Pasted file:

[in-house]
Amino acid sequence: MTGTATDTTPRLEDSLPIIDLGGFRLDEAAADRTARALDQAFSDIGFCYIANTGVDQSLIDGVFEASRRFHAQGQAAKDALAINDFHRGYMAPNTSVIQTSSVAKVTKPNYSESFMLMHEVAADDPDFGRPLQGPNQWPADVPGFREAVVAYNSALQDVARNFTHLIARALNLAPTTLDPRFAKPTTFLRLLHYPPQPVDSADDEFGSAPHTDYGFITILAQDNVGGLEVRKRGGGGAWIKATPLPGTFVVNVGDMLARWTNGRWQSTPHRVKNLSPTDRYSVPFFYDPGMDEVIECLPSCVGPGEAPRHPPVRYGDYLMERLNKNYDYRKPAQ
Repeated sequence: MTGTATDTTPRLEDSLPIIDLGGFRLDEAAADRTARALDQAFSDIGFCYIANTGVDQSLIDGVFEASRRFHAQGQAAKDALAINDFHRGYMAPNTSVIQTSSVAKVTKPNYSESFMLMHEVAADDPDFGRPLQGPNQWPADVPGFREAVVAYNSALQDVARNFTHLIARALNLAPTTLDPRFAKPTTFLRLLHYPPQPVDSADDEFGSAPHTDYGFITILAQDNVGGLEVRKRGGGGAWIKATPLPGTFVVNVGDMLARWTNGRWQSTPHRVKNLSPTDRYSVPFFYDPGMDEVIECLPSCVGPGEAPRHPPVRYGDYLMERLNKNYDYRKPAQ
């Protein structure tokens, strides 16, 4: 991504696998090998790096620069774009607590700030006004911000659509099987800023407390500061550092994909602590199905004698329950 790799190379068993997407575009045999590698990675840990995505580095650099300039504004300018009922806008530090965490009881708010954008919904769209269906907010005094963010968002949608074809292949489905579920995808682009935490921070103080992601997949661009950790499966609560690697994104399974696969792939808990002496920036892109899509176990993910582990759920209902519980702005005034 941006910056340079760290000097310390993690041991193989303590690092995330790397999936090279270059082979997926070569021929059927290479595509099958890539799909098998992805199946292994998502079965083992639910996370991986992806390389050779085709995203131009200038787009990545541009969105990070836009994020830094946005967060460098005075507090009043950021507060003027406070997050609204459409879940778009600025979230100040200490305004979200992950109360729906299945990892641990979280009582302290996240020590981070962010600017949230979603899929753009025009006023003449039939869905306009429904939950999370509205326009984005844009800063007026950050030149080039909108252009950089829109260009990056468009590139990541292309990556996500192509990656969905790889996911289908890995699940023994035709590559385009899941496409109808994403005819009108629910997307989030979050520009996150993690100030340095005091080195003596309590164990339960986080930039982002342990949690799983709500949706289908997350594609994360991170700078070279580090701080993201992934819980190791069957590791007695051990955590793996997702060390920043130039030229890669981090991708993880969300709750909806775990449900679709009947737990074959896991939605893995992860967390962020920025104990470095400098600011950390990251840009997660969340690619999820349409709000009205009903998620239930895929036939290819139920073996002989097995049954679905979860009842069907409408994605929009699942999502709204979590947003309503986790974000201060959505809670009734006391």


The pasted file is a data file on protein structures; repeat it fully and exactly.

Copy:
[in-house]
Amino acid sequence: MTGTATDTTPRLEDSLPIIDLGGFRLDEAAADRTARALDQAFSDIGFCYIANTGVDQSLIDGVFEASRRFHAQGQAAKDALAINDFHRGYMAPNTSVIQTSSVAKVTKPNYSESFMLMHEVAADDPDFGRPLQGPNQWPADVPGFREAVVAYNSALQDVARNFTHLIARALNLAPTTLDPRFAKPTTFLRLLHYPPQPVDSADDEFGSAPHTDYGFITILAQDNVGGLEVRKRGGGGAWIKATPLPGTFVVNVGDMLARWTNGRWQSTPHRVKNLSPTDRYSVPFFYDPGMDEVIECLPSCVGPGEAPRHPPVRYGDYLMERLNKNYDYRKPAQ
Repeated sequence: MTGTATDTTPRLEDSLPIIDLGGFRLDEAAADRTARALDQAFSDIGFCYIANTGVDQSLIDGVFEASRRFHAQGQAAKDALAINDFHRGYMAPNTSVIQTSSVAKVTKPNYSESFMLMHEVAADDPDFGRPLQGPNQWPADVPGFREAVVAYNSALQDVARNFTHLIARALNLAPTTLDPRFAKPTTFLRLLHYPPQPVDSADDEFGSAPHTDYGFITILAQDNVGGLEVRKRGGGGAWIKATPLPGTFVVNVGDMLARWTNGRWQSTPHRVKNLSPTDRYSVPFFYDPGMDEVIECLPSCVGPGEAPRHPPVRYGDYLMERLNKNYDYRKPAQ
């Protein structure tokens, strides 16, 4: 991504696998090998790096620069774009607590700030006004911000659509099987800023407390500061550092994909602590199905004698329950 790799190379068993997407575009045999590698990675840990995505580095650099300039504004300018009922806008530090965490009881708010954008919904769209269906907010005094963010968002949608074809292949489905579920995808682009935490921070103080992601997949661009950790499966609560690697994104399974696969792939808990002496920036892109899509176990993910582990759920209902519980702005005034 941006910056340079760290000097310390993690041991193989303590690092995330790397999936090279270059082979997926070569021929059927290479595509099958890539799909098998992805199946292994998502079965083992639910996370991986992806390389050779085709995203131009200038787009990545541009969105990070836009994020830094946005967060460098005075507090009043950021507060003027406070997050609204459409879940778009600025979230100040200490305004979200992950109360729906299945990892641990979280009582302290996240020590981070962010600017949230979603899929753009025009006023003449039939869905306009429904939950999370509205326009984005844009800063007026950050030149080039909108252009950089829109260009990056468009590139990541292309990556996500192509990656969905790889996911289908890995699940023994035709590559385009899941496409109808994403005819009108629910997307989030979050520009996150993690100030340095005091080195003596309590164990339960986080930039982002342990949690799983709500949706289908997350594609994360991170700078070279580090701080993201992934819980190791069957590791007695051990955590793996997702060390920043130039030229890669981090991708993880969300709750909806775990449900679709009947737990074959896991939605893995992860967390962020920025104990470095400098600011950390990251840009997660969340690619999820349409709000009205009903998620239930895929036939290819139920073996002989097995049954679905979860009842069907409408994605929009699942999502709204979590947003309503986790974000201060959505809670009734006391």